A wide range of laws, collectively known as the Women’s Equality Act, is scheduled to take effect in January 2016. The New York State Legislature passed numerous bills in 2015, and Governor Cuomo signed them on October 21. Among the new laws are three that are of particular interest to our practice. One bill amends the New York State Human Rights Law (NYSHRL), N.Y. Exec. L. § 290 et seq., to expand the court system’s ability to address sexual harassment complaints. Another bill requires employers to provide reasonable accommodations to pregnant employees. Finally, a bill adds “familial status” as a protected category under the anti-discrimination provisions of the NYSHRL.
The NYSHRL only applies, in most situations, to employers with four or more employees. N.Y. Exec. L. § 292(5). This means that employees of a business or individual with three or fewer total employees may not seek remedies for employment discrimination, sexual harassment, and other unlawful employment practices.
A bill passed by the New York State Senate on January 12, 2015 as S. 2, and by the Assembly as A. 5360 on May 5, amends the NYSHRL’s definition of “employer.” It expands the application of the NYSHRL to all employers, regardless of number of employees, but only for sexual harassment claims. Claims for other types of discrimination are still limited to employers with four or more employees.
Accommodations for Pregnant Employees
Federal, state, and city laws prohibit discrimination against an employee because of pregnancy, recent childbirth, or medical conditions directly related to either. These laws address negative actions taken against an employee, but federal and state laws tend to fall short with regard to an employer’s duties to accommodate a pregnant employee’s needs.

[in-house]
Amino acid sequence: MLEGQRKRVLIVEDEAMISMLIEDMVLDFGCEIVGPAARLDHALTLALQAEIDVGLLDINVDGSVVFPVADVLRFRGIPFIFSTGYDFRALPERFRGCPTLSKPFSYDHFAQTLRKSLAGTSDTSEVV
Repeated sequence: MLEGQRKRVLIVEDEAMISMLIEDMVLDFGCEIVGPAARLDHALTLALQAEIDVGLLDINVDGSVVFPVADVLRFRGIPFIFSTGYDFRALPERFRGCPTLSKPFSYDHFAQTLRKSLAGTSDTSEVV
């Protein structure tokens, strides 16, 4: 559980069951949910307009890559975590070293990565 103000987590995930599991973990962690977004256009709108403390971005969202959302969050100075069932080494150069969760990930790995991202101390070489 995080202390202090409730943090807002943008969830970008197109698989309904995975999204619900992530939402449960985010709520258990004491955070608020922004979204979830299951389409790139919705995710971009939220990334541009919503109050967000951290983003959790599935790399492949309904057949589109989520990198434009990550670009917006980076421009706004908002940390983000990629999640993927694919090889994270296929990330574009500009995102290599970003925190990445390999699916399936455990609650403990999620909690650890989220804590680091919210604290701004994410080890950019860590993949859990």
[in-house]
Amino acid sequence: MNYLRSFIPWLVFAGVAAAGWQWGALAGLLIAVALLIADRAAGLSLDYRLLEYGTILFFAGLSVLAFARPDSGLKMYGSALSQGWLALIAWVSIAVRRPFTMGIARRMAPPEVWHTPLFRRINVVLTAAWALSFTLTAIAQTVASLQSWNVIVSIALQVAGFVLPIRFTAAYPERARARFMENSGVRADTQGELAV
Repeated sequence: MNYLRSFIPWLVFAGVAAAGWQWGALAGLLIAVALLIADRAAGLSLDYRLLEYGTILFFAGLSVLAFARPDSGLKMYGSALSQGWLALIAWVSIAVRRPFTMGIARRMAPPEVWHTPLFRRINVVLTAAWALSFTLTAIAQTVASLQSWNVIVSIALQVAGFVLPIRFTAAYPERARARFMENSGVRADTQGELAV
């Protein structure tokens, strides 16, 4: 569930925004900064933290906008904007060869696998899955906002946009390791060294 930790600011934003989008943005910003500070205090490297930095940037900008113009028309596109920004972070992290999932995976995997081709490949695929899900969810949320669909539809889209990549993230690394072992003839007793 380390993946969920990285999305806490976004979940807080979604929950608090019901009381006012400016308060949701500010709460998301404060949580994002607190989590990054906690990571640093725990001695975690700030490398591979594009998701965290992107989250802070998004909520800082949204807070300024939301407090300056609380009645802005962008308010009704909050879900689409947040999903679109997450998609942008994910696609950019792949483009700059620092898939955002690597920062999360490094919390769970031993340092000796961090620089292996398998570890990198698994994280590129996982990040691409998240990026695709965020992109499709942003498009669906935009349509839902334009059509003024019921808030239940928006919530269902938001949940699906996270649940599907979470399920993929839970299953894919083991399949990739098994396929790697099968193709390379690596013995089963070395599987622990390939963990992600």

New York City has led the nation in many ways on the issue of reasonable accommodations for pregnancy and childbirth. Examples of accommodations include additional restroom breaks, access to drinking water, opportunities to sit down, and lifting restrictions. A 2013 New York City law, the NYC Pregnant Workers Fairness Act, addresses these concerns.
New York’s S. 8, which passed the Assembly as A. 4272, amends the NYSHRL’s definition of “reasonable accommodation,” N.Y. Exec. L. § 292(21-e), to include “a pregnancy-related condition,” and it adds a new subsection defining “pregnancy-related condition.” It also amends the provision regarding an employer’s duty to provide reasonable accommodations, id. at § 296(3), to add pregnancy-related conditions, and to require an employee requesting an accommodation to “cooperate in providing medical or other information that is necessary to verify the existence of the…pregnancy-related condition.”
The NYSHRL prohibits discrimination based on a wide range of factors, including sex, which includes pregnancy discrimination and sexual harassment. It defines “familial status” to include being pregnant, having a child, or being in the process of obtaining custody of a minor child, N.Y. Exec. L. § 292(26), but it does not include “familial status” as a category protected against employment discrimination. S. 4 / A. 7317 amends the NYSHRL’s employment anti-discrimination provisions, id. at § 296(1), to include familial status.
The knowledgeable and experienced pregnancy discrimination attorneys at Phillips & Associates advocate for employees, former employees, and job seekers in the greater New York City area, helping them assert claims under city, state, and federal laws. Contact us online or at (212) 248-7431 today to schedule a free and confidential consultation with a member of our team.
More Blog Posts:
New York Legislation Addresses Sexual Harassment in Small Companies, Reasonable Accommodations for Pregnant Workers, New York Employment Attorney Blog, June 25, 2015
Several States Follow New York’s Lead in Extending Sexual Harassment Protections to Unpaid Interns, New York Employment Attorney Blog, November 5, 2014
Proposed Legislation Would Increase Protections Against Pregnancy Discrimination, New York Employment Attorney Blog, May 22, 2012
Photo credit: By New York [Public domain], via Wikimedia Commons